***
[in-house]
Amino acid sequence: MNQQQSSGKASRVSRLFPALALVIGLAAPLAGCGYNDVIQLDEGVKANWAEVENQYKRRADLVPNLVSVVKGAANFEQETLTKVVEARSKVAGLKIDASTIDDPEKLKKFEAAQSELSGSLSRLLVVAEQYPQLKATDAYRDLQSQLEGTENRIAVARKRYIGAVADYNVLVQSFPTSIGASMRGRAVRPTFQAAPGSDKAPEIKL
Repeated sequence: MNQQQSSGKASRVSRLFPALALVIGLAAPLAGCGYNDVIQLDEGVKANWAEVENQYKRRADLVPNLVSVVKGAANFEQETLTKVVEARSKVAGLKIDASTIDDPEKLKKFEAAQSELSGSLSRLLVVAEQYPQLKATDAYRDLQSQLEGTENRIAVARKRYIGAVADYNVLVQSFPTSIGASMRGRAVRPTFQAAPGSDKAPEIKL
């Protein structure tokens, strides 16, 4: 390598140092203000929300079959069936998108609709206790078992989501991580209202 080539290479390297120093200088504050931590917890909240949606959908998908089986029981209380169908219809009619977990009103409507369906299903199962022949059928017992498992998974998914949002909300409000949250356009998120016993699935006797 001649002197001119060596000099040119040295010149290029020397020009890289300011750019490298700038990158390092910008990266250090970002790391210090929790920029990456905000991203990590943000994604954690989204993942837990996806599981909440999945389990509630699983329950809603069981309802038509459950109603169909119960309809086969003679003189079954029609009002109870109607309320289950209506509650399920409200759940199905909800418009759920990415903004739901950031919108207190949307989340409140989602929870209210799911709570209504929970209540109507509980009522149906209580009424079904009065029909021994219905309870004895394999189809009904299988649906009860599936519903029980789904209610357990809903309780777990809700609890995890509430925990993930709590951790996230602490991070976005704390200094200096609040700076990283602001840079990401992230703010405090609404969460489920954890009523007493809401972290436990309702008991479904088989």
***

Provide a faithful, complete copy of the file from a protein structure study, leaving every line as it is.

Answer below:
[in-house]
Amino acid sequence: MNQQQSSGKASRVSRLFPALALVIGLAAPLAGCGYNDVIQLDEGVKANWAEVENQYKRRADLVPNLVSVVKGAANFEQETLTKVVEARSKVAGLKIDASTIDDPEKLKKFEAAQSELSGSLSRLLVVAEQYPQLKATDAYRDLQSQLEGTENRIAVARKRYIGAVADYNVLVQSFPTSIGASMRGRAVRPTFQAAPGSDKAPEIKL
Repeated sequence: MNQQQSSGKASRVSRLFPALALVIGLAAPLAGCGYNDVIQLDEGVKANWAEVENQYKRRADLVPNLVSVVKGAANFEQETLTKVVEARSKVAGLKIDASTIDDPEKLKKFEAAQSELSGSLSRLLVVAEQYPQLKATDAYRDLQSQLEGTENRIAVARKRYIGAVADYNVLVQSFPTSIGASMRGRAVRPTFQAAPGSDKAPEIKL
């Protein structure tokens, strides 16, 4: 390598140092203000929300079959069936998108609709206790078992989501991580209202 080539290479390297120093200088504050931590917890909240949606959908998908089986029981209380169908219809009619977990009103409507369906299903199962022949059928017992498992998974998914949002909300409000949250356009998120016993699935006797 001649002197001119060596000099040119040295010149290029020397020009890289300011750019490298700038990158390092910008990266250090970002790391210090929790920029990456905000991203990590943000994604954690989204993942837990996806599981909440999945389990509630699983329950809603069981309802038509459950109603169909119960309809086969003679003189079954029609009002109870109607309320289950209506509650399920409200759940199905909800418009759920990415903004739901950031919108207190949307989340409140989602929870209210799911709570209504929970209540109507509980009522149906209580009424079904009065029909021994219905309870004895394999189809009904299988649906009860599936519903029980789904209610357990809903309780777990809700609890995890509430925990993930709590951790996230602490991070976005704390200094200096609040700076990283602001840079990401992230703010405090609404969460489920954890009523007493809401972290436990309702008991479904088989």